The Power in the People

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  • Edition: 1st
  • Format: Nonspecific Binding
  • Copyright: 2010-04-15
  • Publisher: Routledge

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The United States of America was established with lofty moral goals and noble purpose; it was believed that a government based on these ethical principles was the proper way to realize liberty and freedom. As the country continues to grow, from the days of the colonies to the influential nation that it is today, the governmental structure has grown and developed along with it into a unique type of government that profoundly affects the lives of the American people.Power in the People presents a detailed analysis of not only the origins of democracy, development and operation of government, and evolution of the country, but also a penetrating look into the character and purpose of the republic. Morley focuses on the founding of American freedom in the conviction that the individual is fully capable of self-government, and therefore power must be dispersed as much as possible among the individual citizens who generate public order from the internal order of their own souls. The power in the people is precisely that of self-government, which minimizes the need for state power, and the self-government is necessarily under the authority of God.The dream of building a commonwealth more gracious than any that had gone before was ever in the minds of the founding fathers and reflected in their act of placing great power in the hands of the citizens. Michael Henry’s new introduction to this classic book places the work into the context of contemporary society, most poignantly noting that America, by Morley’s standards, has not been vigilant enough in preserving its historic greatness or freedom.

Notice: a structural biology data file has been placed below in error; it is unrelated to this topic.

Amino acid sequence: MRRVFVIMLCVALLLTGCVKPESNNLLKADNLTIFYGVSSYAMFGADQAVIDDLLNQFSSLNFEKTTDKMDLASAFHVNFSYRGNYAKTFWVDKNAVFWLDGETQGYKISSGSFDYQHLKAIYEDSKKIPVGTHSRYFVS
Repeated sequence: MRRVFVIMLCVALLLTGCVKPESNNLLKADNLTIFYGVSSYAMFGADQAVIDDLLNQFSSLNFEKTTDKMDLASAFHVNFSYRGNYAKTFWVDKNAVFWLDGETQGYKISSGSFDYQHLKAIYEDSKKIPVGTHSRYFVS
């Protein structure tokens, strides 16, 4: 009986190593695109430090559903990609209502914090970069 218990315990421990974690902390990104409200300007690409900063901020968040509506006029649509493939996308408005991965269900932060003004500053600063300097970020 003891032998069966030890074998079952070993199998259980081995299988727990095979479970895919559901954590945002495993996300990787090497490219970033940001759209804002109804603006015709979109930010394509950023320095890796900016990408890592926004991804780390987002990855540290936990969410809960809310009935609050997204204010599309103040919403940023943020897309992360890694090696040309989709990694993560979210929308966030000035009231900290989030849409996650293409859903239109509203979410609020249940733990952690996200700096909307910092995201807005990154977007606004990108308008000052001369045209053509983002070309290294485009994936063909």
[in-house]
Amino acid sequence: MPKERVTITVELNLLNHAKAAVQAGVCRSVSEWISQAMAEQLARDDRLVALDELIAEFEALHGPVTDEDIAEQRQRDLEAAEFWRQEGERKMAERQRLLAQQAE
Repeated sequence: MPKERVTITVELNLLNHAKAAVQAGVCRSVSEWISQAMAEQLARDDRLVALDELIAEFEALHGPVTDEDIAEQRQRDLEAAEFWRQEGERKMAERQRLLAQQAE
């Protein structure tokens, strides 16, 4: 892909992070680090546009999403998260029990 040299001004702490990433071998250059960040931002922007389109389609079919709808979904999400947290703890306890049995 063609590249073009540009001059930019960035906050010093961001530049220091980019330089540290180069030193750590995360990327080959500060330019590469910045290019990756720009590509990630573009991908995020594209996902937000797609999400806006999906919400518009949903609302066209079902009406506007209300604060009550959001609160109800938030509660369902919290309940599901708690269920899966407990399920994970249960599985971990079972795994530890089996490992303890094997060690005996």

Author Biography

Felix Morley (1894-1982) was a Pulitzer Prize winning journalist. He worked as an editor at the Washington Post and is one of the founding editors of Human Events. After World War II he continued his work in journalism where he worked at NBC for Nation's Business. Some of his many works include Freedom and Federalism, The Foreign Policy of the United States, and For the Record. Michael Henry is professor of philosophy at St. John's University. He is also the series editor of Transaction's Library of Conservative Thought series.

Table of Contents

Introduction to the Transaction Editionp. ix
Forewordp. xxvii
Prefacep. xxxi
Introductionp. xxxiii
The Purpose of the Republicp. 1
The Nature of the Republicp. 26
The Heritage of the Republicp. 53
Strength and Weaknessp. 79
State and Societyp. 104
The Issue of Authorityp. 129
The Meaning of Self-Governmentp. 156
Free Enterprisep. 181
The Fundamental Challengep. 214
To Maintain the Republicp. 241
Bibliographyp. 267
Indexp. 281
Table of Contents provided by Ingram. All Rights Reserved.

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